With a US Navy aircraft carrier forced to dock in Guam because of a coronavirus outbreak on board, and the entire crew of a Russian nuclear submarine reportedly under quarantine, the virus' impact on global military operations and readiness is rapidly hitting home for navies.
In March, USS Theodore Roosevelt, a Nimitz-class nuclear powered aircraft carrier with 5,000 crew members, was forced to dock in Guam after an outbreak of coronavirus on board. Eight sailors with mild symptoms (muscle aches, sore throats) tested positive for COVID-19 and were airlifted off the ship to a Defense Department facility in Guam. None of them have been hospitalised. The number of crew on board who have tested positive for the virus has since increased to more than 90.
Once the ship pulled into Guam the entire crew were tested and anyone testing positive for the virus was quarantined at a naval medical facility on the island. “The ship is operationally capable and able to do its mission if required to do so,” said Acting Navy Secretary Thomas B. Modly. “Nobody on the crew will be allowed to leave into Guam.”
On March 26, Russian news site, b-port.com, cited a source familiar with the situation reporting that the entire crew of a Russian Oscar-II class submarine missile cruiser, part of Russia's Northern Fleet, had been quarantined after a civilian operator, who had visited the submarine, came into contact with someone who had tested positive for the coronavirus. No announcements about the quarantining of the submarine's crew could be found on the Russian Ministry of Defence's website. On March 30, Forbes reported that a Dutch submarine was forced to return to base after eight crew on board developed syptoms of the virus.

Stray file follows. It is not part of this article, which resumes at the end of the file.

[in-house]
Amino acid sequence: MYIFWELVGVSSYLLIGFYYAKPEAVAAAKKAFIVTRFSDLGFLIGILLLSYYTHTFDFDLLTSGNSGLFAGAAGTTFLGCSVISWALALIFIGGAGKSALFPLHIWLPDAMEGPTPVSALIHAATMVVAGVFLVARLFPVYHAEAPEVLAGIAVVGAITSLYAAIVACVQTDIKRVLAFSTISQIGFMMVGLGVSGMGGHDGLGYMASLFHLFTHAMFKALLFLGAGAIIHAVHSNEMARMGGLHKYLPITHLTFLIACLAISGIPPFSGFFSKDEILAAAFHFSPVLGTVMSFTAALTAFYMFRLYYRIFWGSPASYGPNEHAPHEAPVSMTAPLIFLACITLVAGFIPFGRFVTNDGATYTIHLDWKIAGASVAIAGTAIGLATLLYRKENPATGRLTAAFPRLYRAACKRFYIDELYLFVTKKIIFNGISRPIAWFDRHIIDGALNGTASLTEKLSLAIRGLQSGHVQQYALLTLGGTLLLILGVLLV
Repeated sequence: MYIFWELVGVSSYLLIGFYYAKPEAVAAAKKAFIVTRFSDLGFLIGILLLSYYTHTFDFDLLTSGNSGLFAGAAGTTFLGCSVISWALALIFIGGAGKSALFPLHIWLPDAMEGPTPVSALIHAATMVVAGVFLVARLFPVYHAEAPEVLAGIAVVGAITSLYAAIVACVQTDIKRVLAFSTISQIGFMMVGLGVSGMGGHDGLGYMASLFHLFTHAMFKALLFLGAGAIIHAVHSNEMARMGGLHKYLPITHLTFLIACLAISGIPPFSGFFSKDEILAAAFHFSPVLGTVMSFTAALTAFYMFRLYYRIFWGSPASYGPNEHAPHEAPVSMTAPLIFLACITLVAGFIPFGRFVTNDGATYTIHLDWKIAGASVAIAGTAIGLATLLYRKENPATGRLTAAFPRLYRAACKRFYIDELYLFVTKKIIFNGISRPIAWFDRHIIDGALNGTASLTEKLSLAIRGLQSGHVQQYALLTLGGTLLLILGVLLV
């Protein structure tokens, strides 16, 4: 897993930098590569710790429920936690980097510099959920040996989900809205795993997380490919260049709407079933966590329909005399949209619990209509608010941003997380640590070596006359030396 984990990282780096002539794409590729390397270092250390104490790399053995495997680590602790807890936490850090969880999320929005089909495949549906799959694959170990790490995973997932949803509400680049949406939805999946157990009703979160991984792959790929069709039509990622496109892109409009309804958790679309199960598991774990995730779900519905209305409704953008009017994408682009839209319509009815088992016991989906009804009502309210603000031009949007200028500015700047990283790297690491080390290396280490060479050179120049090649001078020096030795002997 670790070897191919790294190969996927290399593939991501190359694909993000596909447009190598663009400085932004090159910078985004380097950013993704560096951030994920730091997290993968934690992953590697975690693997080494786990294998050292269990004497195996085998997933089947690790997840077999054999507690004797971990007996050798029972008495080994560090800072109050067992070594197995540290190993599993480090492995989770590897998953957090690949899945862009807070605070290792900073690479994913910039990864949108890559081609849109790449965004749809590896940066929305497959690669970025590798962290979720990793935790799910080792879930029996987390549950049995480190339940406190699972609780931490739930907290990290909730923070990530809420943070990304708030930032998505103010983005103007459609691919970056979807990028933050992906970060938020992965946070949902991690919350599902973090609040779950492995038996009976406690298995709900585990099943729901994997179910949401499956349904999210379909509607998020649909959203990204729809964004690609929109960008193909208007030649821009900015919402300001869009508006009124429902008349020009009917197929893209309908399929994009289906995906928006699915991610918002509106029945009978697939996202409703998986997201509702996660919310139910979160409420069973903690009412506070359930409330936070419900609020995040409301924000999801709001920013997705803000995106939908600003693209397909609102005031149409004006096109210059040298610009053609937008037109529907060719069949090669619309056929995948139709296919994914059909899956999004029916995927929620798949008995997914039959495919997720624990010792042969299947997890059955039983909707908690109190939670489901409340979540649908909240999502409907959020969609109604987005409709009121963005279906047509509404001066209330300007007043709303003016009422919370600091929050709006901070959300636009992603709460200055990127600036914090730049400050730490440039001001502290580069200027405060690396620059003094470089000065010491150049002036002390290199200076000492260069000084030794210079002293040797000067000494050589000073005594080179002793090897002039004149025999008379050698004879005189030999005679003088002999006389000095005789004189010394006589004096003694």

Rear Admiral Bruce Gillingham, Surgeon General of the US Navy, said since December 2019, US Navy medicine had worked to mitigate the spread to forces and families deployed at sea, stationed overseas and in the US.
Admiral Gillingham said any sailors that display COVID-19 symptoms are tested, isolated and treated, with samples being sent ashore for testing at a Department of Defense laboratory. “Sympotmatic sailors live in separate quarters where they can maintain social distancing,” the Admiral stated, adding that is looking to improve at sea testing methods for shipboard diagnostics.
The US Navy currently has approximately 100 out of a total of 300 ships deployed forward. To avoid the prospect of naval vessels becoming like public cruise ships, where the infection rate spreads rapidly, Admiral Gillngham says everyone is screened before they come on board. Those that appeared ill were not allowed on board and once a ship leaves port, it will not return to port for a period of 14 days or later so the Navy can ensure they are not inadvertently transmitting the virus. “We've only had a small handful of cases of sailors assigned to ships,” said Admiral Gillingham. “We're watching that very carefully.”
He said the Navy had not seen the active transmission of COVID-19 at sea, with most of the positive cases occurring on board ships at port. It is unclear whether the sailors on board USS Theodore Roosevelt contracted the virus at sea or whilst it was in port. The carrier was on operations in the Philippine Sea at the time of the outbreak.